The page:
Artist of Bold: David Hammons

How You Like Me Now = David Hammons

David Hammons

(born 1943) is an African-American artist mostly known for his works in and around New York City during the 1970s and 1980s.

Much of his work, including Spade with Chains (1973), reflects his commitment to the civil rights and Black Power movements. In this particular work, the artist employs a provocative, derogatory term, coupled with the literal gardening instrument, in order to make a statement about the issues of bondage and resistance.

Along with these cultural overtones, Hammons’s work also blurred the notions of public and private spaces, as well as what constitutes a valuable commodity. An illustration of these concepts can be seen in Bliz-aard Ball Sale (1983), a performance piece in which Hammons situates himself alongside street vendors in downtown Manhattan in order to sell snowballs which are priced according to size. This act serves both as a parody on commodity exchange and a commentary on the capitalistic nature of art fostered by art galleries.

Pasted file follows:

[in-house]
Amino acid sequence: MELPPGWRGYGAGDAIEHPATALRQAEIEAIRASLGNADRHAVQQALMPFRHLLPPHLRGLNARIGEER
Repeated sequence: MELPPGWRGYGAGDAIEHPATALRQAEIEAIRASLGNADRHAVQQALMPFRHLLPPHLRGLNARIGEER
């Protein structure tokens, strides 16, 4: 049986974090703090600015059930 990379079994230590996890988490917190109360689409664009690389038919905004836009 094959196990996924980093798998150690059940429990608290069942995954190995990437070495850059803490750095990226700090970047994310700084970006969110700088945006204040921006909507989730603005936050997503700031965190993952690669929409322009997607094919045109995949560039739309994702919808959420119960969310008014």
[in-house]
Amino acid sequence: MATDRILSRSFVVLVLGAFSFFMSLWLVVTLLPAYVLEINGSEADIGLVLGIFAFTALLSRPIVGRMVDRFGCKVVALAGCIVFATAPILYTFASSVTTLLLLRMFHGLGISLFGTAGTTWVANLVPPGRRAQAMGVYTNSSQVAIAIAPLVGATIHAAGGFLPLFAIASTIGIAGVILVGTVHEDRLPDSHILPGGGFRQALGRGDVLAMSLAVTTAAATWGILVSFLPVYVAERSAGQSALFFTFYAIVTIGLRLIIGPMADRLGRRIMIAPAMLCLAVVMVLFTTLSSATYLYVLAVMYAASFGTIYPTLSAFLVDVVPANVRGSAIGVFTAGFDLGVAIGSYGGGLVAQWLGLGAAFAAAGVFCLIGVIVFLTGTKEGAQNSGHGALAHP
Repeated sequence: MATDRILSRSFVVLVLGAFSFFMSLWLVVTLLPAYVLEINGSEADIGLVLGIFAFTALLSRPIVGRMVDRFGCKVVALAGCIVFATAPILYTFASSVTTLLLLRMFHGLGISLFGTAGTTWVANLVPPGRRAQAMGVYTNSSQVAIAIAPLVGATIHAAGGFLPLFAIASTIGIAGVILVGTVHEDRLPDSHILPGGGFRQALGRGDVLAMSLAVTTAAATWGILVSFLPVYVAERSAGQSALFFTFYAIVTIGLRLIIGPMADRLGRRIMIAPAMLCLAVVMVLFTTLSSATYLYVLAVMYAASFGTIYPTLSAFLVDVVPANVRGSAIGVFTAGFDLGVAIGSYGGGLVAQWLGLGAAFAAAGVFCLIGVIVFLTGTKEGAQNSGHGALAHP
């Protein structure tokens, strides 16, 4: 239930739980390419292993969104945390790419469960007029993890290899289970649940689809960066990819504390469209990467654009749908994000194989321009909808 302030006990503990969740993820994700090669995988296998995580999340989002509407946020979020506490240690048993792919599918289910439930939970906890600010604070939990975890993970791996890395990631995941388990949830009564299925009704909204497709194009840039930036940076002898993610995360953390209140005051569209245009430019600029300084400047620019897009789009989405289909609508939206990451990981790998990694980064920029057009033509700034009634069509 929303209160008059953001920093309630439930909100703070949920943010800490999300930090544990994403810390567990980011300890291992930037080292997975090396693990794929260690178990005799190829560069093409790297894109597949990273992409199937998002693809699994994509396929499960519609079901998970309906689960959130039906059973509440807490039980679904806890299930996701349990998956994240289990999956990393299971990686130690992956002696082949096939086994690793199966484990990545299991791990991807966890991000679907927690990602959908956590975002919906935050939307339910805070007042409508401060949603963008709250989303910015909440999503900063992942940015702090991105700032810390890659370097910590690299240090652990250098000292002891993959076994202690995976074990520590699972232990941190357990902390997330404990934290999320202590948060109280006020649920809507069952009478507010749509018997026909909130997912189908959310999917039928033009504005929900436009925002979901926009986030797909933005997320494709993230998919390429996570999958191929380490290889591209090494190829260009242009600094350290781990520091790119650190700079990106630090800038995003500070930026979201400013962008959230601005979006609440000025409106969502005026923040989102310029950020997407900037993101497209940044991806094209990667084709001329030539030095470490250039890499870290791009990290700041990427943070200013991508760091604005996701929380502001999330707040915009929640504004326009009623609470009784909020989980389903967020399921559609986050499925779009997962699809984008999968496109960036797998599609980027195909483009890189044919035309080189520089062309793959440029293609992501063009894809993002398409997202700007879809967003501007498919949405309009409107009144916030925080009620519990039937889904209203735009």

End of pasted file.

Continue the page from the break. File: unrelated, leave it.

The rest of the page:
Also noteworthy is the artist’s use of discarded or object materials, including but not limited to elephant dung, chicken parts, strands of African-American hair, and bottles of cheap wine. Many critics see these objects as evocative of the desperation of the poor, Black urban class, but Hammons reportedly saw a sort of sacrosanct or ritualistic power in these materials, which is why he utilized them so extensively.

Hammons has also explored the video medium, collaborating with artist Alex Harsley on a number of video works, including Phat Free (originally titled Kick the Bucket), which was included in the Whitney Biennial and other venues. Hammons and Harsley have also collaborated on installations at New York’s 4th Street Photo Gallery, a noted East Village artist exhibition and project space.

Among the Artists whose works reference similar movements such as arte povera and artistic forebears including Marcel Duchamp are Jimmie Durham, Gabriel Orozco, Chakaia Booker, Lorna Simpson, and Rirkrit Tiravanija.[1]

Hammons’s African American Flag is a part of the permanent collection of New York’s the Museum of Modern Art.

Hammons received the MacArthur Fellowship (also known as the Genius Grant) in July 1991.

[edit] References

  1. ^ Foster, Hal, et al. Art Since 1900: 1945 to the Present, Vol. 2. New York: Thames and Hudson Inc., 2004. pp. 617–620.

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